Community members went further and expressed their concerns about how the students at the school were consuming foods and beverages like milk supplied by farms near Coldwater Creek.
The ATSDR even recommended that the FUSRAP program “continue investigating and cleaning up Coldwater Creek sediments and floodplain soils to meet regulatory goals” and stated that sampling and testing inside and outside places near the creek were needed to get a better assessment of who’s endangered and how much the waste has spread.
Combining ATSDR’s recommendations and pleas from concerned citizens, it’s a big wonder why these weren’t enough to convince the school board and the Army Corps to examine the school property to ensure the safety of the children.
And while this isn’t to directly state that race was the sole factor in the Army Corps and school board’s lack of concern for student safety, it’s important to point out that a little over 50% of Florissant, MO, is white while a little over 30% of the city is Black.
The Army Corps did test the city and the areas around the elementary school but not the school itself. The Boston Chemical Data Corp. stepped in and conducted its testing inside and outside Jana Elementary School. According to Great Schools, over 80% of Jana Elementary School’s students are Black, 14% are white, 2% are Hispanic, and 1% are of two or more races.
This isn’t to say race is a factor in everything. However, environmental racism exists. One study from Environmental Health Perspectives showed that non-Hispanic Blacks had higher levels of exposure to pollution than whites due to segregation. Factories that emit pollutants are placed in majority Black neighborhoods, harming children and adults, especially those with underlying conditions like asthma.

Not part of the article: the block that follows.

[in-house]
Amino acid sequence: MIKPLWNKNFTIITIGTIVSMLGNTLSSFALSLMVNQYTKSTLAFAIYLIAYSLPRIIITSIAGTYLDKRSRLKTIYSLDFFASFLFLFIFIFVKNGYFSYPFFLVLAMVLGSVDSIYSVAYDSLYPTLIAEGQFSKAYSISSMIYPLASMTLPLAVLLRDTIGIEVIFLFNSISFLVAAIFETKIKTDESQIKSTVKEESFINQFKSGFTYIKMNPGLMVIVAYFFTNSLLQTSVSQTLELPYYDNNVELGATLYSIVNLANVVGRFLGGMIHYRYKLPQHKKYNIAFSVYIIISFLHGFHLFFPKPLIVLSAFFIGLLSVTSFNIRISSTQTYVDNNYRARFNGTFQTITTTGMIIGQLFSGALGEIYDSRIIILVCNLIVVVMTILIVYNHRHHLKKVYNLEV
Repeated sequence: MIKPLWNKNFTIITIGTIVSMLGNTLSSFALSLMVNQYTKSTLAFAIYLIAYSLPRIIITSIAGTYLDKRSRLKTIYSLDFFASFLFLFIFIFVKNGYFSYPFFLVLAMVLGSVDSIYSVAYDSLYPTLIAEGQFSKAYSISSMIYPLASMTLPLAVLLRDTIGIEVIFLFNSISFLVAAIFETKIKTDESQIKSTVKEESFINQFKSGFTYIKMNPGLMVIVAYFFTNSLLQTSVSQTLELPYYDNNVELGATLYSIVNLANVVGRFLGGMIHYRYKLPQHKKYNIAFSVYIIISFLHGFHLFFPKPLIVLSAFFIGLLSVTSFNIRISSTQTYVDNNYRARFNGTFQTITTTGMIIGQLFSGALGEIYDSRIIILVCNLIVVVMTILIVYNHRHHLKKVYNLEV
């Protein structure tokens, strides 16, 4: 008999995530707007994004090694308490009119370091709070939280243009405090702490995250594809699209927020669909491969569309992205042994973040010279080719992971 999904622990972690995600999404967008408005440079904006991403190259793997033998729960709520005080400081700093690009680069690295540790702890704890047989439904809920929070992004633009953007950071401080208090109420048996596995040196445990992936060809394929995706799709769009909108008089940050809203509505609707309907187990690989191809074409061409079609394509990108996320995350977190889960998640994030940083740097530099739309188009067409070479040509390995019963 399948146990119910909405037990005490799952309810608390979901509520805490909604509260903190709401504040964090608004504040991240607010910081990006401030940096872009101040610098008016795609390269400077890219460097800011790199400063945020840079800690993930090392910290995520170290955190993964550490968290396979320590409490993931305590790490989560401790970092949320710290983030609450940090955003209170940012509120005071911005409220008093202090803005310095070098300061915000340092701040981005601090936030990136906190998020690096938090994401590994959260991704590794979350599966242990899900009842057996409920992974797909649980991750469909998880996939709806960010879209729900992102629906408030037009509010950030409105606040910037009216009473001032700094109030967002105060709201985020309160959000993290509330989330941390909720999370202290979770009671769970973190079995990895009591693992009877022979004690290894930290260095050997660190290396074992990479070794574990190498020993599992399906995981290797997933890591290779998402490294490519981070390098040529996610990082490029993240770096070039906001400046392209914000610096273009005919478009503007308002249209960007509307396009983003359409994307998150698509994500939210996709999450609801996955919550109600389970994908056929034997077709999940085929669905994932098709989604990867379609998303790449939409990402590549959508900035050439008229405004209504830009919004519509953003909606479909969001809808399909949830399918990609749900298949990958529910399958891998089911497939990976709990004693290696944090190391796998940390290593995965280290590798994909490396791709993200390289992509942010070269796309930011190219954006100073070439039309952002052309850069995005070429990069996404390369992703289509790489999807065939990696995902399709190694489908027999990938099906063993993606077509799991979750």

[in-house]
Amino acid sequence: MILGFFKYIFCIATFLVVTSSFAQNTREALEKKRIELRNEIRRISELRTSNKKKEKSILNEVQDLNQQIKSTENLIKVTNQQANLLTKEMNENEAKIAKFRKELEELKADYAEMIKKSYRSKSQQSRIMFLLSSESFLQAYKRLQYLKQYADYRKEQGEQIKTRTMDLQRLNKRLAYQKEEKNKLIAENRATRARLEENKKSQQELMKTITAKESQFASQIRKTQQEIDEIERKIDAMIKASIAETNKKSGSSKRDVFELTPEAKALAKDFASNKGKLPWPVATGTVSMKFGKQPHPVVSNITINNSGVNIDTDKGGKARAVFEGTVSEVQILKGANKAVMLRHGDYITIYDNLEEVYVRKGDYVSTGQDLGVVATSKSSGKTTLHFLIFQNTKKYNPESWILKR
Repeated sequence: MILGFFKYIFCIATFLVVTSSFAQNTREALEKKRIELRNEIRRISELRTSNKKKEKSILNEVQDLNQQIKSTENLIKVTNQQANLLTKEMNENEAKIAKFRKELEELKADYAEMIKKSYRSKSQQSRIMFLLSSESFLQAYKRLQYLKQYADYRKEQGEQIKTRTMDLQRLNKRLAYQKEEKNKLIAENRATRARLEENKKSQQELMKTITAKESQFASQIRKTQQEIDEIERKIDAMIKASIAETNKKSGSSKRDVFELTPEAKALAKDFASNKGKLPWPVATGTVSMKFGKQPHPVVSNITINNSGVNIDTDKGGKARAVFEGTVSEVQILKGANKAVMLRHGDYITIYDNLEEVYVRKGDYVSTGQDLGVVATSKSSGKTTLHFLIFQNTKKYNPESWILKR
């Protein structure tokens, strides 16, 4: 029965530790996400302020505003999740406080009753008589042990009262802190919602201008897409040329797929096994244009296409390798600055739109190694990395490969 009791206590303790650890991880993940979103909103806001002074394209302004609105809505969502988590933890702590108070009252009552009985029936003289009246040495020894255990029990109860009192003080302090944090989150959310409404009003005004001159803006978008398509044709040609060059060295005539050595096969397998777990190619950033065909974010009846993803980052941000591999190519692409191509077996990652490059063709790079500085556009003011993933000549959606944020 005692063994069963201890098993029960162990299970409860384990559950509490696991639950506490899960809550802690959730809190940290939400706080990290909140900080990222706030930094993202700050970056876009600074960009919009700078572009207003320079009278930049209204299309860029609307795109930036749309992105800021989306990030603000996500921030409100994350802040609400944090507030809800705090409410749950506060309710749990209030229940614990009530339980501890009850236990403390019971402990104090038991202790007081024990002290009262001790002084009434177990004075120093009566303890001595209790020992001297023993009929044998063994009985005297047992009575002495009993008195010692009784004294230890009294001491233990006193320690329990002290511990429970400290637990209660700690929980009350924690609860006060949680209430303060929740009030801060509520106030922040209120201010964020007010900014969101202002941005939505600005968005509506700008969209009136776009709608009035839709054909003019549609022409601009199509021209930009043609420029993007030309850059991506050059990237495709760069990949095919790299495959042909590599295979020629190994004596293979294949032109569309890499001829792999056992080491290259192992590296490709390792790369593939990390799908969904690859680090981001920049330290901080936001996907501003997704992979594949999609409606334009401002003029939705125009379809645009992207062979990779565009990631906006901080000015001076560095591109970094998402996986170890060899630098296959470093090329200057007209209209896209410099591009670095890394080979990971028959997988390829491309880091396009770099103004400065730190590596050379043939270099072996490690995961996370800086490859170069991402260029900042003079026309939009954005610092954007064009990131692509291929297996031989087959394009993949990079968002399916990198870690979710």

Cancer Alley, a well-known region in Louisiana, is a prime example of environmental racism. A rubber plant owned by Denka Performance Elastomer in St. John the Baptist Parish is why Cancer Alley has its name. According to ProPublica, the cancer risk in the area is up to 47 times what the EPA considered acceptable because it emits so many harmful chemicals impacting Black lives. About 1,500 feet from the factory is St. John the Baptist Parish’s Fifth Ward Elementary School, where high levels of Chloroprene were found in the school—the factory emits Chloroprene.
The EPA deemed Chloroprene carcinogenic to humans, and the National Air Toxics Assessment (NATA) reported that prolonged exposure to the chemical could cause liver and cardiovascular problems and damage the immune system. And instead of attempting to fix the issue, the Louisiana Department of Environmental Quality and the Louisiana Department of Health downplayed the chemical’s health risk and practically ignored citizens’ concerns.